Studies & Degrees in Industrial Chemistry
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Industrial chemistry is a special field of chemistry which works with the industrial use of raw materials. Specifically, it deals with the analysis of problems related to the procurement of industrial raw materials, the creation of solutions for these problems, and the development of better production techniques. It is a practical combination of both science and technology that aims to help the human society to make the most out of the natural resources that are available to them. Thus, industrial chemistry not only finds ways to obtain and procure natural resources, it also deals with developing these raw materials into improved and more useful products.
Historically, industrial chemistry has been made up of two major branches: Organic Industrial Chemistry and Inorganic Industrial Chemistry. Organic Industrial Chemistry focuses on raw materials such as rubber, cellulose, and natural fibers. It uses these materials to compose products such as diesel fuel, soaps, sugars, and fats. It also tries to obtain other compounds from these raw materials such as hydrogen and sulfur.
On the other hand, inorganic chemistry focuses on raw materials such as water, uranium, and phosphates to produce other products such as glasses, cements, and ceramics. It is also the branch of industrial chemistry that produces metals, alloys, pigments, and even fertilizers.
In recent years however, the distinction between these two branches of industrial chemistry has slowly blurred because of their common goal of creating new and useful products out of natural raw materials. The trend is pointing to a probable scenario where organic and inorganic industrial chemistry will eventually merge into one big scientific field of industrial chemistry.
Industrial chemistry makes full use of natural resources found on land, in the atmosphere, and in the ocean as well. Metal and non-metal elements are excavated and mined from the earth’s land masses; gases such as nitrogen and oxygen are extracted directly from the atmosphere; and salt and water are taken from the wide oceans. Aside from these, industrial chemistry also takes resources from the biosphere of the earth such as plants and animals. Essences, saccharides, and cellulose are abundant in plants, while animals are very good sources for enzymes.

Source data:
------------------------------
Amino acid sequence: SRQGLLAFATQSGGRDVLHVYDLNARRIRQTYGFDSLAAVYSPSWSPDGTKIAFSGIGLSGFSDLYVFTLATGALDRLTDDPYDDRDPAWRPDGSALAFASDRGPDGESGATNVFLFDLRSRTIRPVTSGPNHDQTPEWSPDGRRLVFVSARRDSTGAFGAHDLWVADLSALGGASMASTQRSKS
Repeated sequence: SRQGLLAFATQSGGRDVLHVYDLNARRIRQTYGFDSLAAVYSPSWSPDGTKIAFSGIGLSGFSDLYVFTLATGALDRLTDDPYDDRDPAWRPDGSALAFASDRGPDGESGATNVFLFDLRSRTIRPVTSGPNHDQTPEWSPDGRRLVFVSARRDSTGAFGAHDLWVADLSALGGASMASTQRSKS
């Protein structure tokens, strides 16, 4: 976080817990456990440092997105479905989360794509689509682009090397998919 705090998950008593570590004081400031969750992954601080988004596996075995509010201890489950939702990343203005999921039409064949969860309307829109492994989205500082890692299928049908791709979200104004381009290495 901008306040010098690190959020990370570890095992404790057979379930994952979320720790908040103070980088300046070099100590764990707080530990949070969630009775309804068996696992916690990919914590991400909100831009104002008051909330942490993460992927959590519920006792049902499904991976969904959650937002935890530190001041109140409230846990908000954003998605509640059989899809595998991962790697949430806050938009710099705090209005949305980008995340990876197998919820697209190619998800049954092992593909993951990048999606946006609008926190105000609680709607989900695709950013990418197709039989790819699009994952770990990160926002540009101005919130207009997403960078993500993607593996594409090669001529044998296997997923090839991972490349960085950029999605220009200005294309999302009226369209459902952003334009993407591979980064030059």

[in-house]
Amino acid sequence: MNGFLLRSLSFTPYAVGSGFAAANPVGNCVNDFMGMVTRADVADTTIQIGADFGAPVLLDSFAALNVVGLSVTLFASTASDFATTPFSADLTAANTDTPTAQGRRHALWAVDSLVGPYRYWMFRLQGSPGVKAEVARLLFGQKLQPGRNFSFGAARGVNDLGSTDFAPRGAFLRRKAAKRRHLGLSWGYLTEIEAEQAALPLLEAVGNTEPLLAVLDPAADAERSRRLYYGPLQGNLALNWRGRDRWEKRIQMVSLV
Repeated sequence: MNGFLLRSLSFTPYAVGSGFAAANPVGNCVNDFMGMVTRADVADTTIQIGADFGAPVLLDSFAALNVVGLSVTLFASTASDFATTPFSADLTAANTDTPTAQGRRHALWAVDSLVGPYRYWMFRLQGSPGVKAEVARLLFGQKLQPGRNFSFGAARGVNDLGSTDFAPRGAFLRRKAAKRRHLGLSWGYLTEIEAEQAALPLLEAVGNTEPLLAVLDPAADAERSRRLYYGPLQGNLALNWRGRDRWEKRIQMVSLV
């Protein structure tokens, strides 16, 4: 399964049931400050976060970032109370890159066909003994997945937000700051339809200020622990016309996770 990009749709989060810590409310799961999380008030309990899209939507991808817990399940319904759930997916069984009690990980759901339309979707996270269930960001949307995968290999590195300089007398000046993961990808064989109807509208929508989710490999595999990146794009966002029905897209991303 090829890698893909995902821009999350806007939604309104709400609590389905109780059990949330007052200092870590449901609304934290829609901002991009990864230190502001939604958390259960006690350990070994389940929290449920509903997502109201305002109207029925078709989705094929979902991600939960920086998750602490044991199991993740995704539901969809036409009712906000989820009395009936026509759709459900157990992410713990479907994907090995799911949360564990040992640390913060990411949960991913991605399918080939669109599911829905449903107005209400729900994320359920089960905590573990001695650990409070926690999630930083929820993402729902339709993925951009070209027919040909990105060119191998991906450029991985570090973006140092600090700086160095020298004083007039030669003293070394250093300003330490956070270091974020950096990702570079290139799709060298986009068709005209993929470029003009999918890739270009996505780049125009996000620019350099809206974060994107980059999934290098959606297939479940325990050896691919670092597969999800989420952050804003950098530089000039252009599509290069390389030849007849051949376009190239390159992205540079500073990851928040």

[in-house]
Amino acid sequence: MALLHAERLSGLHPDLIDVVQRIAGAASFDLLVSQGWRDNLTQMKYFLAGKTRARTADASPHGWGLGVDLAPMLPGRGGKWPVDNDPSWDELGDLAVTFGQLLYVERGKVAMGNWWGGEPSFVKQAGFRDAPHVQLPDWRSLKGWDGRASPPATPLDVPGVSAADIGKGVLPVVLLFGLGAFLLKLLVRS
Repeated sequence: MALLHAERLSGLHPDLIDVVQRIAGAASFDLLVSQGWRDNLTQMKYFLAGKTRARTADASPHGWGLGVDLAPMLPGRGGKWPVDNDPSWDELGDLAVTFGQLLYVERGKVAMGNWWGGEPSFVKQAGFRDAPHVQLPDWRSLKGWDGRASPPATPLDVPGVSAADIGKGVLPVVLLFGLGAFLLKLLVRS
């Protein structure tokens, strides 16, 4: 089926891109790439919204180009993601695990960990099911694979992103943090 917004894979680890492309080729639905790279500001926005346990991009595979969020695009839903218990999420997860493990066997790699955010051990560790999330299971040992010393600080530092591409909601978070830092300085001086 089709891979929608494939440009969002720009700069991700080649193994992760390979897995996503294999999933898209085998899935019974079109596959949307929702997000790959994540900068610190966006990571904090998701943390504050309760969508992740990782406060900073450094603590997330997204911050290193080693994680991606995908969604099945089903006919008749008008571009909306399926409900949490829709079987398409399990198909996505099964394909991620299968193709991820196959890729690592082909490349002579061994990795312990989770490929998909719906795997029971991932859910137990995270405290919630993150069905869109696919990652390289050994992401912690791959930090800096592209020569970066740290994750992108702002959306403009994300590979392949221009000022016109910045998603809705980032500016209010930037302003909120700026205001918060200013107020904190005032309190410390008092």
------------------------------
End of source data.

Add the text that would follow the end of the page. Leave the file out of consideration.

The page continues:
A course in industrial chemistry would involve subjects that take up the fundamentals of chemistry such as chemical reactions (stoichiometry and reaction yields), equilibrium, rate expressions, catalysis, and temperature effects. It is also common for subjects in commodity chemicals, gas processes (methanation and shift reactions), and chemical plant operation to be included. Metallurgy and research on the petrochemical industry are also major subjects of study.
Industrial chemists have many career fields that they can pursue. Many industries have a high requirement for industrial chemists from agriculture to medicine to energy and environment protection. In the academe, industrial chemists are sought after by universities for their expertise in problem analysis and solution creation which are important skills that they can teach to future industrial chemists. Industrial chemists with writing skills are also in demand in the education sector as technical writers who can produce relevant articles and journals about the field of industrial chemistry. Other career opportunities available for the industrial chemist include research and development in pharmaceutical and electronics companies, quality control for chemical plants and manufacturing factories, and supervisory positions for laboratories and production facilities.